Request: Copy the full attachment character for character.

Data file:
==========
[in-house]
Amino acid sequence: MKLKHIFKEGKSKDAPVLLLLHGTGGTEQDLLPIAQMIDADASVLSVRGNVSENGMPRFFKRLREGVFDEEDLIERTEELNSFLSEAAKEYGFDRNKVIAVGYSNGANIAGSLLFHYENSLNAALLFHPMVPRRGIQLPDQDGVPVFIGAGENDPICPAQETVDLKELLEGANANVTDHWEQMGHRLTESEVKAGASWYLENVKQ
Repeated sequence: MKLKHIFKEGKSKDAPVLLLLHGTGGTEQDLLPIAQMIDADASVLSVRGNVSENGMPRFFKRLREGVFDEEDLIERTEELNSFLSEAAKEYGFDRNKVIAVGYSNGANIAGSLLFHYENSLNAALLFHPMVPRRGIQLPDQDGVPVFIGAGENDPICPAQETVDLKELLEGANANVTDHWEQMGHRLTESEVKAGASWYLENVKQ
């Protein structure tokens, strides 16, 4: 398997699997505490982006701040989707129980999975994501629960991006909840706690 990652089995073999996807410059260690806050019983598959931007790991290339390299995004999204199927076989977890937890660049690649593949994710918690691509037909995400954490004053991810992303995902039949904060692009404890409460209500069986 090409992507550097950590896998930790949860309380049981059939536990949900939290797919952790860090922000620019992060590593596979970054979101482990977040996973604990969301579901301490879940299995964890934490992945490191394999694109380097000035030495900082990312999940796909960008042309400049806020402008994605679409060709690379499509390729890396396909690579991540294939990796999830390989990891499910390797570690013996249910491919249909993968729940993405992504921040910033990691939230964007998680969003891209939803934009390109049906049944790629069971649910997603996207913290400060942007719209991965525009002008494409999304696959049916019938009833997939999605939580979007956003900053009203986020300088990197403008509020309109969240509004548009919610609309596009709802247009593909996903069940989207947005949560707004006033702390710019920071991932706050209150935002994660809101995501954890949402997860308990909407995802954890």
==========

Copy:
[in-house]
Amino acid sequence: MKLKHIFKEGKSKDAPVLLLLHGTGGTEQDLLPIAQMIDADASVLSVRGNVSENGMPRFFKRLREGVFDEEDLIERTEELNSFLSEAAKEYGFDRNKVIAVGYSNGANIAGSLLFHYENSLNAALLFHPMVPRRGIQLPDQDGVPVFIGAGENDPICPAQETVDLKELLEGANANVTDHWEQMGHRLTESEVKAGASWYLENVKQ
Repeated sequence: MKLKHIFKEGKSKDAPVLLLLHGTGGTEQDLLPIAQMIDADASVLSVRGNVSENGMPRFFKRLREGVFDEEDLIERTEELNSFLSEAAKEYGFDRNKVIAVGYSNGANIAGSLLFHYENSLNAALLFHPMVPRRGIQLPDQDGVPVFIGAGENDPICPAQETVDLKELLEGANANVTDHWEQMGHRLTESEVKAGASWYLENVKQ
């Protein structure tokens, strides 16, 4: 398997699997505490982006701040989707129980999975994501629960991006909840706690 990652089995073999996807410059260690806050019983598959931007790991290339390299995004999204199927076989977890937890660049690649593949994710918690691509037909995400954490004053991810992303995902039949904060692009404890409460209500069986 090409992507550097950590896998930790949860309380049981059939536990949900939290797919952790860090922000620019992060590593596979970054979101482990977040996973604990969301579901301490879940299995964890934490992945490191394999694109380097000035030495900082990312999940796909960008042309400049806020402008994605679409060709690379499509390729890396396909690579991540294939990796999830390989990891499910390797570690013996249910491919249909993968729940993405992504921040910033990691939230964007998680969003891209939803934009390109049906049944790629069971649910997603996207913290400060942007719209991965525009002008494409999304696959049916019938009833997939999605939580979007956003900053009203986020300088990197403008509020309109969240509004548009919610609309596009709802247009593909996903069940989207947005949560707004006033702390710019920071991932706050209150935002994660809101995501954890949402997860308990909407995802954890």